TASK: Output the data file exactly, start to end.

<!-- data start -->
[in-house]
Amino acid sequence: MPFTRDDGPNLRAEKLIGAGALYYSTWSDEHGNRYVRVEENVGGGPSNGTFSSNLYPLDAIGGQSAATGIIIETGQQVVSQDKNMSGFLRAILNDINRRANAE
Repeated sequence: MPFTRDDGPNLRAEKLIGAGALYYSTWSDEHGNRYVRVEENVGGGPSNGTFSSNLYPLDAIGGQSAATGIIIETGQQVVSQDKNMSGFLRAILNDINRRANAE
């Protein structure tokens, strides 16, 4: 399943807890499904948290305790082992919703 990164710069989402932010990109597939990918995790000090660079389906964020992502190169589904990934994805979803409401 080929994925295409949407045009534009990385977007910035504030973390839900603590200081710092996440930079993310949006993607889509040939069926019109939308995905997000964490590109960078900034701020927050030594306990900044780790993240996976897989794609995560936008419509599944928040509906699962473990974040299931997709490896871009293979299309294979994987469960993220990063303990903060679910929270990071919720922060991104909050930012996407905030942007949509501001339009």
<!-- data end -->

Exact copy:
[in-house]
Amino acid sequence: MPFTRDDGPNLRAEKLIGAGALYYSTWSDEHGNRYVRVEENVGGGPSNGTFSSNLYPLDAIGGQSAATGIIIETGQQVVSQDKNMSGFLRAILNDINRRANAE
Repeated sequence: MPFTRDDGPNLRAEKLIGAGALYYSTWSDEHGNRYVRVEENVGGGPSNGTFSSNLYPLDAIGGQSAATGIIIETGQQVVSQDKNMSGFLRAILNDINRRANAE
């Protein structure tokens, strides 16, 4: 399943807890499904948290305790082992919703 990164710069989402932010990109597939990918995790000090660079389906964020992502190169589904990934994805979803409401 080929994925295409949407045009534009990385977007910035504030973390839900603590200081710092996440930079993310949006993607889509040939069926019109939308995905997000964490590109960078900034701020927050030594306990900044780790993240996976897989794609995560936008419509599944928040509906699962473990974040299931997709490896871009293979299309294979994987469960993220990063303990903060679910929270990071919720922060991104909050930012996407905030942007949509501001339009």